Culture and the Arts

Texans are more than just cowboy boots and rodeos. Though we love those too!

  • Scotch-Irish Texans

    Some of the most famous Texans in history had Scotch-Irish heritage.
  • Polish Texans

    Poland immigrants have been a part of Texas since 1854.
  • Texas Medal of the Arts Awards

    Awards are given to artists in a wide variety of categories, including multimedia, music, visual arts, dance, literature, journalism, architecture, theater, and more.
  • State Musicians of Texas

    The Texas state musicians are selected for one-year appointments by the Texas Poet Laureate, State Musician and State Artist Committee.
  • State Artists of Texas

    The Texas state artists are selected for one-year appointments by the Texas Poet Laureate, State Musician and State Artist Committee.
  • State Poets Laureate

    Senate Concurrent Resolution No. 82, 43rd Legislature, Regular Session (1933) authorized appointment of a committee by the Lieutenant Governor and the Speaker of the House to designate an outstanding and recognized poet, who is also a citizen of the state of Texas, as poet laureate.
  • Texas Wine Country: The Long and Winding Trail from Grape to Wine

  • Civic and Religious Holidays

    Civil and Religious Holidays have historically been observed and celebrated in Texas. In Texas, each state has its own jurisdiction over its holidays, which are usually designated by its legislature.
  • Sporting Licenses and Game Harvests

    Texas sells a variety of hunting and fishing licenses through the Texas Parks and Wildlife Department (TWPD).
  • Fairs, Festivals, & Special Events

    Fairs, festivals, and other special events provide year-round recreation in Texas, but serve to support the economic growth and financial development of the state. Some of these celebrations are of national interest, while many attract visitors from across the state.
  • Many Cultures Converge to Creat One-of-a-Kind Lone Star Cuisine

    Texas' cuisine is influenced by the cultures of the six different flags that have flown over Texas. This has enabled a distinctive Texas cuisine; one that is rich in flavors ranging from Tex-Mex, barbecue, chicken fried steak, a veritable state stew, gumbo, or chili — take your pick — that reflects a land and its people.
  • Scandinavian Texans

    Scandinavian Texans have shaped Texas and its history. The latest U.S. census estimate putting their number at 155,949. Although many of the early Scandinavian immigrants came to Texas directly from Europe, this group, more than any other ethnic group, had successive waves in their historical emigration to Texas, either from other states in the union or directly from Europe.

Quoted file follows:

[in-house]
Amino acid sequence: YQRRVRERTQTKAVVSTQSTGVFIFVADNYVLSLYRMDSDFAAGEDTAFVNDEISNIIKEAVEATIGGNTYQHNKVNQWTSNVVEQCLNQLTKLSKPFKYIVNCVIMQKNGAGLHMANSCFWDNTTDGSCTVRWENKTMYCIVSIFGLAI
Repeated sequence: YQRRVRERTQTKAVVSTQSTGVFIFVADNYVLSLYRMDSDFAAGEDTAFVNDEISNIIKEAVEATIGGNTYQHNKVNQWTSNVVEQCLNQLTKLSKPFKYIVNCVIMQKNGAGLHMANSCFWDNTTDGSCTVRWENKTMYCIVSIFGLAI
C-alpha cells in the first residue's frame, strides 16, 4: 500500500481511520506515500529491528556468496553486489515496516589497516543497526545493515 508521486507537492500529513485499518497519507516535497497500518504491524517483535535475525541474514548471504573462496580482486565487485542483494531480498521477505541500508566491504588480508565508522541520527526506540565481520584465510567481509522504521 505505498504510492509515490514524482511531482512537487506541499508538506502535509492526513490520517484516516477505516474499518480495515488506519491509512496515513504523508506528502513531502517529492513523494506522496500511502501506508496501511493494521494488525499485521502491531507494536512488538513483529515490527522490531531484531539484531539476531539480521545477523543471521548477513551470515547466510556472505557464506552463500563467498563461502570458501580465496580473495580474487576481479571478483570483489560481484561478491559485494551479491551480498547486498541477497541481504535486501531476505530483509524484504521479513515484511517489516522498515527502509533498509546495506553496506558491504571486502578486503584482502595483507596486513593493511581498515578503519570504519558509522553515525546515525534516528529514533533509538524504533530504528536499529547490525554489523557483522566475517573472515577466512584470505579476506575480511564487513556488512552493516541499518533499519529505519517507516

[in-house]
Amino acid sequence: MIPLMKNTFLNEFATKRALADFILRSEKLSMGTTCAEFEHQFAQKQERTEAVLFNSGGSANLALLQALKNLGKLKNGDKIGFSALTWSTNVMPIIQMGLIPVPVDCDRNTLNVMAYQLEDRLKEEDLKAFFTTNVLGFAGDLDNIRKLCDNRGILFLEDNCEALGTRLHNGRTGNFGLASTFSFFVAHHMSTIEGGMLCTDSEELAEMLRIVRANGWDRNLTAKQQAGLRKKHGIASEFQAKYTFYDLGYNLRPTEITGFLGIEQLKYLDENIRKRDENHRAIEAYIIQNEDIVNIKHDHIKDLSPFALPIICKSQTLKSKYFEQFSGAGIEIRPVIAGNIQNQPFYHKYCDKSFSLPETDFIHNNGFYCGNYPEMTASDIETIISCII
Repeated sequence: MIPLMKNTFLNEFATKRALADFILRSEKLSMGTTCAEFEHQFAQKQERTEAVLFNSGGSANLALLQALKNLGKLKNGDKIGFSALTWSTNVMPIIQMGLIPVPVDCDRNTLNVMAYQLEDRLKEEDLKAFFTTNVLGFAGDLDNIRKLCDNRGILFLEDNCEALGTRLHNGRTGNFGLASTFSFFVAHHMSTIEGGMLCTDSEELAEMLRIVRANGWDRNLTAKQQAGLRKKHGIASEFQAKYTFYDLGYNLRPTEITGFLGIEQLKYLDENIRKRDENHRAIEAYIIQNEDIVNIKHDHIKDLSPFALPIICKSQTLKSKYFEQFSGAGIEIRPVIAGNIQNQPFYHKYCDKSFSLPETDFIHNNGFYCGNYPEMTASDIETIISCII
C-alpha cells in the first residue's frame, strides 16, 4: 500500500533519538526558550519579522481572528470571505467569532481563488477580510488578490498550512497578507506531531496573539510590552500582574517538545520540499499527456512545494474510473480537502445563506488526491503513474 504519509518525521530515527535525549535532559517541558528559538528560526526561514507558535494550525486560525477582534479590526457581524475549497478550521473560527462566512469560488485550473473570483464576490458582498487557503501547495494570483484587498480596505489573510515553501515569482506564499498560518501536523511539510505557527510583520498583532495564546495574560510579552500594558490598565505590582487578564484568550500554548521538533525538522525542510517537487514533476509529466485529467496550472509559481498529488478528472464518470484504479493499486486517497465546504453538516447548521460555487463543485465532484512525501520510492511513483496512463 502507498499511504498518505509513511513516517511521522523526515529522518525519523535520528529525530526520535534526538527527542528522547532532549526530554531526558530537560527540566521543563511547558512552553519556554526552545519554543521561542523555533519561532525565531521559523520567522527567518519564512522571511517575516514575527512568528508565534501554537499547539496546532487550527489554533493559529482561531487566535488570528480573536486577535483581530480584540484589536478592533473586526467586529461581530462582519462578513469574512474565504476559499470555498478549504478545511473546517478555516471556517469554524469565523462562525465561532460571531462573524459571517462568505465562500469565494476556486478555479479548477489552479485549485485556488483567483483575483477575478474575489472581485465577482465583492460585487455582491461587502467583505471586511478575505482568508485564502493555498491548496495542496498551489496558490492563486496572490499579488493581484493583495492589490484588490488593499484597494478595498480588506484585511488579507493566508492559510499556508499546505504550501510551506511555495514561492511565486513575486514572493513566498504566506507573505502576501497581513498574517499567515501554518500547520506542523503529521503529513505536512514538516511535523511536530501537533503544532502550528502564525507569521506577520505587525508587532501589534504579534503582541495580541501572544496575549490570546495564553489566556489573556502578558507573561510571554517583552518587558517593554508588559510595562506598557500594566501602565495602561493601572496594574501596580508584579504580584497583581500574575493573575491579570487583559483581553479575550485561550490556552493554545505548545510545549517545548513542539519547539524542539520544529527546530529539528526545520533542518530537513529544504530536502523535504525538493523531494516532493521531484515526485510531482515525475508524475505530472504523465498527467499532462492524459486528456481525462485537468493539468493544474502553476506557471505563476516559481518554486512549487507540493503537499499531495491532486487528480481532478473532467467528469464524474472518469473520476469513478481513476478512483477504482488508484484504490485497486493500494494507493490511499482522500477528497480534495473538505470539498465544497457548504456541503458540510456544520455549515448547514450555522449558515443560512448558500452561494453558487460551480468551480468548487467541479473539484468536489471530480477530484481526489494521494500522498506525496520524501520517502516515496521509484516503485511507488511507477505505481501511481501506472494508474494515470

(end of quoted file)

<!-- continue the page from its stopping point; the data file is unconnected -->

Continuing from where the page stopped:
• Mexican Texans

    Mexican culture, heritage and contribution is a large part of what makes and has shaped Texas past, present and history. In 2010 over 31.6% of Texans identified as "Mexican, Mexican Am., or Chicano" and this demographic has significantly increased since.

  • Lebanese-Syrian Texans

    Lebanese and Syrian families began coming to Texas around 1880 from what were then Middle Eastern provinces within the Ottoman Turkish Empire. But the first Arabic-speaking individuals from that region already had arrived in Texas in 1856 as camel tenders.
  • Jewish Texans

    People of Jewish ancestry have been a part of Texas history since the first European explorers arrived in the 1500s. These first families were conversos, a Spanish term for Jews who converted to Christianity to avoid expulsion from Spain after the royal decree of 1492.
  • Japanese Texans

    The Japanese Texas heritage is part of Texas' incredibly rich and diverse past.
  • Italian Texans

    Italian heritage in Texas has deep roots dating to the 1700s when individual Italian merchants began to arrive. Among the early Italian arrivals in Texas was Vincente Micheli who settled in Nacogdoches from Brescia.

  • Czech Texans

    The Czech heritage in Texas has roots dating to the early 1850s when they first Czech citizen arrived to minister to German Protestants in Austin County.
  • French-Cajun Ancestry as Percent of Total Population

    Cajun heritage and identity has historic roots in Texas and has shaped the state for centuries.
  • Cajun Texans

    Cajun Texas are descendants of French colonists, and they first arrived in Texas in the spring of 1770. The group of 30 refugees, who were trying to get to Louisiana from Maryland, was on the schooner Britain, which was blown off course, missing the Mississippi River and ending up at Matagorda Bay. Imprisoned by the Spanish authorities as suspected smugglers, they had to do hard labor at Goliad but were released in October and made a trek across East Texas to Natchitoches, La., and then down to Opelousas.
  • Native Americans in Texas

    Native American Indian groups have shaped Texas throughout its history. Before 1900, historians have estimated, more than 50 Native American nations lived and thrived across Texas.
  • Asian Indians in Texas

    According to U.S. Census estimates, there were 385,000 Asian Indians living in Texas in 2017. The state's thriving job market, educational opportunity, and warm climate have made Texas the fourth-largest concentration of Asian Indians in the United States, behind California, New York, and New Jersey.
  • The Lone Star Cuisine

    Many Cultures Converge to Create One-of-a-Kind Lone Star Cuisine
  • Texas Makes Movies

    Texas has been calling itself the Third Coast of filmmaking–third after the West Coast and the East Coast–since about 1978.

It doesn't get any more Texan than this…

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